Turn This Horror Shelter Into an Animal Haven

Turn This Horror Shelter Into an Animal Haven

This alert is no longer active, but here for reference. Animals still need your help.

A publicly funded shelter in Mississippi turned into a nightmare for animals who should have been provided with a much-needed haven, but were instead left to suffer or be killed. Now, however, thanks to work by In Defense of Animals with local activists and whistleblowers, it's finally being shut down. We need your help right now to urge city officials to contract with a reputable organization that will turn this facility into a true, lifesaving shelter for homeless animals.

The shelter, which was run by Mississippi Critterz, was contracted by both the City of Oxford and Lafayette County, and was contracted by the city to run animal control services. Tragically, it had been plagued with serious issues, and animals were known to be suffering.

After months of urging city officials to intervene on behalf of the animals there, whistleblowers finally blew the lid off. Photos appeared on Facebook of sick and injured kittens; dogs were seen cramped in cages, and the shelter was visibly filthy, lending more evidence to the deplorable treatment and conditions that animals were subjected to there.

On February 16, Leigh Ann Hubbard founded the Oxford Animal Shelter Watchdogs group to expose these conditions, and work towards a solution. The next day, Angela Avery and KD Luttrell, concerned community members, filed charges at City Hall, which initiated an investigation by the Oxford Police Department and the Lafayette County Sheriff's Department.

Leaked audio of a Mississippi Critterz board meeting further exposed awareness of ongoing animal suffering at the shelter, yet no action was taken.

In March, Doll Stanley, In Defense of Animals' Justice for Animals Campaign Director, Kelsey Hansen, DVM, and Hubbard requested access to the shelter but were denied, and the police were called on the three with the false claim they were blocking entry to the shelter.

After being denied entry by Mississippi Critterz, they enlisted the help of Dr. Phil Bushby, who co-authored the Guidelines for Standards of Care in Animal Shelters for the Association of Shelter Veterinarians. Following a vigil held by In Defense of Animals and Oxford Animal Shelter Watchdogs, he was joined by Kathy Kvam, DVM, of Oxford's Crossroads Animal Hospital, for an inspection on March 4.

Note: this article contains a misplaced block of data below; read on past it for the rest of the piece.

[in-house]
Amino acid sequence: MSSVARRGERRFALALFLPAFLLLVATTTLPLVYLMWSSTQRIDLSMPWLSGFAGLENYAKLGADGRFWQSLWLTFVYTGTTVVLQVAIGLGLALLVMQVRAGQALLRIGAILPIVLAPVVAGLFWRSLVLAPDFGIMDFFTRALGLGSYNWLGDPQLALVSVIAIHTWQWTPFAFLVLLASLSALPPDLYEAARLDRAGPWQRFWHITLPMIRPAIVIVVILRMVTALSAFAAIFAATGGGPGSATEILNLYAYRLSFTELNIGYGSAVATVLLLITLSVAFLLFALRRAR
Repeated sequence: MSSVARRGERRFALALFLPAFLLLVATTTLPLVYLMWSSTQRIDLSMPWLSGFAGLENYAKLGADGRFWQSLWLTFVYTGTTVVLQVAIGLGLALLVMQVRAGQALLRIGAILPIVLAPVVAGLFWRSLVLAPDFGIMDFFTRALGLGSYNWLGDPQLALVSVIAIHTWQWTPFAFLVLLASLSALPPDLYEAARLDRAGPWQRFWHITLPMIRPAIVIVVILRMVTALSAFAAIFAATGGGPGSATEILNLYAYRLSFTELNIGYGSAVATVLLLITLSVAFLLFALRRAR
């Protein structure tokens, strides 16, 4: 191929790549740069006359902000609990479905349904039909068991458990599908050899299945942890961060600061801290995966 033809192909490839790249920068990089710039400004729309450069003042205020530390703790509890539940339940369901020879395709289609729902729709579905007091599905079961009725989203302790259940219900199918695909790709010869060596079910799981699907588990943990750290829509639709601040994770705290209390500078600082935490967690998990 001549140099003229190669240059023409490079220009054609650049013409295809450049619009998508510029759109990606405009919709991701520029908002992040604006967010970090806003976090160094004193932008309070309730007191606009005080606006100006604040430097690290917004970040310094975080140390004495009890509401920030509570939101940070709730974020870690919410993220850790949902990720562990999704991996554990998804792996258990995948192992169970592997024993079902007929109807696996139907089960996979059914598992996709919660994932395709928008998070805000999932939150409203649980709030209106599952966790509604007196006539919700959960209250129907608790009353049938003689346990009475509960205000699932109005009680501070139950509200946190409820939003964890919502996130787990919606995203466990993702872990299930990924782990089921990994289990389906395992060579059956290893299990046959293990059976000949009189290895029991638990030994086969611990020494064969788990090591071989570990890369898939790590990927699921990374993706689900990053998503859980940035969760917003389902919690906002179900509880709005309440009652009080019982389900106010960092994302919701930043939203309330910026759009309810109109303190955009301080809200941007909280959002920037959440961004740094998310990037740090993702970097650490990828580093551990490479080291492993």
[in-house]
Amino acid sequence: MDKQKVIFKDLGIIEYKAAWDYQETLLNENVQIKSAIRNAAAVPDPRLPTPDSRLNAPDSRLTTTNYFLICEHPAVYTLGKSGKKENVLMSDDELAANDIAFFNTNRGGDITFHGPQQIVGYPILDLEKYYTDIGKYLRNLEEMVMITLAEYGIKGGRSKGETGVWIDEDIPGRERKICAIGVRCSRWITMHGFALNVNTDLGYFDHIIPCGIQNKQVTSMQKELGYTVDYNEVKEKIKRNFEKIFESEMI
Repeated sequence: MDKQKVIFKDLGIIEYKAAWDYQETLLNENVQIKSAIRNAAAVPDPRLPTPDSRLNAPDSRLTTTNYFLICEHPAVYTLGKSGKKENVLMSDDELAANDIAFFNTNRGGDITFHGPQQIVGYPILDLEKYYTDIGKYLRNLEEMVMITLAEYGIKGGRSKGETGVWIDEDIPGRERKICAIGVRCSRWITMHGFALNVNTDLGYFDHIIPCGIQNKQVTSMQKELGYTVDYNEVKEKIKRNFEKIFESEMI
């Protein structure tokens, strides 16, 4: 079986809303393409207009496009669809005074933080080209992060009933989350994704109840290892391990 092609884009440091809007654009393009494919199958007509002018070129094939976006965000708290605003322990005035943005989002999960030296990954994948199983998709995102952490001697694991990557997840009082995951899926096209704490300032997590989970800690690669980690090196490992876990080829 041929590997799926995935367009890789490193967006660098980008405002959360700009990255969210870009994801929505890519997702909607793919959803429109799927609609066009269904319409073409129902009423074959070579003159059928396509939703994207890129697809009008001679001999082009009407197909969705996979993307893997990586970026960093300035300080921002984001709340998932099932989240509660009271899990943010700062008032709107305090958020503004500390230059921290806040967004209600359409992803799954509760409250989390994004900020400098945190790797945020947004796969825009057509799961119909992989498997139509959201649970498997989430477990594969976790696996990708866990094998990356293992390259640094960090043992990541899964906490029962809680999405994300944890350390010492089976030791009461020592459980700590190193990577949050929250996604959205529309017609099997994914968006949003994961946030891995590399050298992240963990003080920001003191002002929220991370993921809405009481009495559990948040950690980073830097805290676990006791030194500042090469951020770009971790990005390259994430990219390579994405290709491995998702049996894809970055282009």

Even with a six day notice, the shelter's executive director was nowhere to be found, and the resulting report was scathing:

Put briefly, the shelter violates even the most basic standards of care for animals in animal shelters. There was no identifying information (names or numbers) on the animal enclosures or on the animals. There were no records available for review and no medical records. The Board member could not tell us exactly how many animals were present in the shelter at the time of our visit. (She estimated 100 dogs). In addition, the Board member could not provide any statistics related to intake numbers, number of animals adopted, number placed in foster care, numbers transported to other rescues or shelters or numbers of animals euthanized.

One half to two-thirds of the dogs were in small stainless-steel cages or temporary wire cages. Standards require that primary enclosures be large enough for animals to stand, sit in a normal posture, stretch, turn around and lie down with the ability to extend their limbs. Most, if not all, of the cages were so small they failed to meet this standard. There were dogs in cages so small that the dogs could not stand up. Other dogs in cages so small that they would not have been able to turn around.

At an emergency board meeting that ensued, members resigned and were ousted, and a week later the shelter was closed to intake, and this week the animals there were removed by Animal Rescue Corps.

What YOU Can Do — TODAY:



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